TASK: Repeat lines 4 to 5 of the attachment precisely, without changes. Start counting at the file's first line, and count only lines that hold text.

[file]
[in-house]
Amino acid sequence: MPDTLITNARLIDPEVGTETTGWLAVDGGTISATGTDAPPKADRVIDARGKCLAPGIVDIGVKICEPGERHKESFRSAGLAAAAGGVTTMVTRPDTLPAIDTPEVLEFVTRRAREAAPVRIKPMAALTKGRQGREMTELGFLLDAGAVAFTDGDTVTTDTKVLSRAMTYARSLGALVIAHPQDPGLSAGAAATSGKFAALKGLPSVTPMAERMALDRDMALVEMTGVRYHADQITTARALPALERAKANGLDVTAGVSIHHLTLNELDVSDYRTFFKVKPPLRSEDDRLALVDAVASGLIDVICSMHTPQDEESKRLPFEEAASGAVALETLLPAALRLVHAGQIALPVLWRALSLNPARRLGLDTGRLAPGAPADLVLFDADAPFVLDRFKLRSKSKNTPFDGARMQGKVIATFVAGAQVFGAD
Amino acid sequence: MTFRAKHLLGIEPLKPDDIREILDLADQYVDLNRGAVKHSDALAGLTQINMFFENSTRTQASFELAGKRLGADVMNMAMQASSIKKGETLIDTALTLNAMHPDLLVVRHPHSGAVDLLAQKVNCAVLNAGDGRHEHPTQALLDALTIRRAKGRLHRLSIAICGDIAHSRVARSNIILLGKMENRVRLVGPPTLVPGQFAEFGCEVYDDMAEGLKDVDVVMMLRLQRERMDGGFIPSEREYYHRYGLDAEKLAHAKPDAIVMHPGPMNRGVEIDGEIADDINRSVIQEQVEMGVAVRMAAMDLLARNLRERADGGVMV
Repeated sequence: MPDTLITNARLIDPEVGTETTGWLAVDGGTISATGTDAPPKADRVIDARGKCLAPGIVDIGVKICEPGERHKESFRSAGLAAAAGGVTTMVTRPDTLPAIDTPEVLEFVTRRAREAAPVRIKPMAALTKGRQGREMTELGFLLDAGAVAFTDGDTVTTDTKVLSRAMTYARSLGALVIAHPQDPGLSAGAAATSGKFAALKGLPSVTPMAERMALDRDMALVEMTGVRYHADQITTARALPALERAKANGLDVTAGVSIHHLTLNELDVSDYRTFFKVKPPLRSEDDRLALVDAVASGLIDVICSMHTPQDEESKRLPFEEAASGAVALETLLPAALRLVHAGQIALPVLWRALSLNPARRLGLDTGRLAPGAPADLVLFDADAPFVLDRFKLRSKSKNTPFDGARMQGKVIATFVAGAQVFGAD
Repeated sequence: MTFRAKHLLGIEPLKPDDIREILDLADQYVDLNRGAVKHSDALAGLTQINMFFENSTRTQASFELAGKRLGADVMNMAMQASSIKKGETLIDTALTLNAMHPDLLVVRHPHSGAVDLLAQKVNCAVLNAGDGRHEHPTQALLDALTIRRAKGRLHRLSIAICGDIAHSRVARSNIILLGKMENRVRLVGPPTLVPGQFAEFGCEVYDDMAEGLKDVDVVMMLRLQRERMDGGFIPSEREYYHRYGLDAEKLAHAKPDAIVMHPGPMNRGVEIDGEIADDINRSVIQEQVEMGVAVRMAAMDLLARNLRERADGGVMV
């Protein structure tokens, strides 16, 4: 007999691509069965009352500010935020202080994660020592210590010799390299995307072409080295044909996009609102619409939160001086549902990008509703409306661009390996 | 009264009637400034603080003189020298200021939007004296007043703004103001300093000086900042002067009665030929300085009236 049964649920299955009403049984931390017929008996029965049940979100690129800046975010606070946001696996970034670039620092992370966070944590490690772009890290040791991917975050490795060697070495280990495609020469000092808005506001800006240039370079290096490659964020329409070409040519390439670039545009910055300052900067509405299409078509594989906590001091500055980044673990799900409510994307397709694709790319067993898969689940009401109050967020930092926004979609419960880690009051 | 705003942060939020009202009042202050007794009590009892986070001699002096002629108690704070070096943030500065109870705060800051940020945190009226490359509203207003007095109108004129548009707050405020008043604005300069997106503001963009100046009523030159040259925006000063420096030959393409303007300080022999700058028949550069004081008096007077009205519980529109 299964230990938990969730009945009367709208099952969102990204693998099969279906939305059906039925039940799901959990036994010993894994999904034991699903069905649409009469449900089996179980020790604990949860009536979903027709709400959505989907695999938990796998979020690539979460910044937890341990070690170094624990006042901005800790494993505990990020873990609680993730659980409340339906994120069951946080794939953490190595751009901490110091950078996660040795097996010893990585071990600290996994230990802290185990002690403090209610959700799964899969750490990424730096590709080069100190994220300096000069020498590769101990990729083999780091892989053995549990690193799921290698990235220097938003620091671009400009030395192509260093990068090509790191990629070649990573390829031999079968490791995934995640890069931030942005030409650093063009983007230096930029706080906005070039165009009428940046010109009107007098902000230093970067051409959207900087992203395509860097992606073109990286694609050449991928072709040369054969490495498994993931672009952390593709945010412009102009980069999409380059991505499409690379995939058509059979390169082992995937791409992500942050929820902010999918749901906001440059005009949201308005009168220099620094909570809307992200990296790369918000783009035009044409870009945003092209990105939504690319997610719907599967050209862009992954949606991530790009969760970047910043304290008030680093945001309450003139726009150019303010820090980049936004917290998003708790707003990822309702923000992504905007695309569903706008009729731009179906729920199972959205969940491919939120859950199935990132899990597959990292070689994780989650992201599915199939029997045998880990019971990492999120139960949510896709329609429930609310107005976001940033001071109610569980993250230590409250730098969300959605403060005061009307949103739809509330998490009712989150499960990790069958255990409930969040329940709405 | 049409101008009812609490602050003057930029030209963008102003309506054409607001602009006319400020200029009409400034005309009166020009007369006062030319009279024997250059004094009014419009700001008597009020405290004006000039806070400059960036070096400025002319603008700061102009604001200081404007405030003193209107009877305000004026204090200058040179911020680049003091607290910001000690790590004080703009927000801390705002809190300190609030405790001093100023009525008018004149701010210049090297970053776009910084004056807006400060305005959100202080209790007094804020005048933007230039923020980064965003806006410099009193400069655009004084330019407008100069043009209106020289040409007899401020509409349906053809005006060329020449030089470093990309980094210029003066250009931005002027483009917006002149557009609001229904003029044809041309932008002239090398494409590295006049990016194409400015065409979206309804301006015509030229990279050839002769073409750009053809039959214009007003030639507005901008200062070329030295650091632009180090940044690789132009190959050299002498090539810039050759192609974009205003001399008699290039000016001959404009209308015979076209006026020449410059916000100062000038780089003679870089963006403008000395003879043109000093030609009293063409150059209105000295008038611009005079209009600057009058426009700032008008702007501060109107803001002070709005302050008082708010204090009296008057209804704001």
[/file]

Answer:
Repeated sequence: MPDTLITNARLIDPEVGTETTGWLAVDGGTISATGTDAPPKADRVIDARGKCLAPGIVDIGVKICEPGERHKESFRSAGLAAAAGGVTTMVTRPDTLPAIDTPEVLEFVTRRAREAAPVRIKPMAALTKGRQGREMTELGFLLDAGAVAFTDGDTVTTDTKVLSRAMTYARSLGALVIAHPQDPGLSAGAAATSGKFAALKGLPSVTPMAERMALDRDMALVEMTGVRYHADQITTARALPALERAKANGLDVTAGVSIHHLTLNELDVSDYRTFFKVKPPLRSEDDRLALVDAVASGLIDVICSMHTPQDEESKRLPFEEAASGAVALETLLPAALRLVHAGQIALPVLWRALSLNPARRLGLDTGRLAPGAPADLVLFDADAPFVLDRFKLRSKSKNTPFDGARMQGKVIATFVAGAQVFGAD
Repeated sequence: MTFRAKHLLGIEPLKPDDIREILDLADQYVDLNRGAVKHSDALAGLTQINMFFENSTRTQASFELAGKRLGADVMNMAMQASSIKKGETLIDTALTLNAMHPDLLVVRHPHSGAVDLLAQKVNCAVLNAGDGRHEHPTQALLDALTIRRAKGRLHRLSIAICGDIAHSRVARSNIILLGKMENRVRLVGPPTLVPGQFAEFGCEVYDDMAEGLKDVDVVMMLRLQRERMDGGFIPSEREYYHRYGLDAEKLAHAKPDAIVMHPGPMNRGVEIDGEIADDINRSVIQEQVEMGVAVRMAAMDLLARNLRERADGGVMV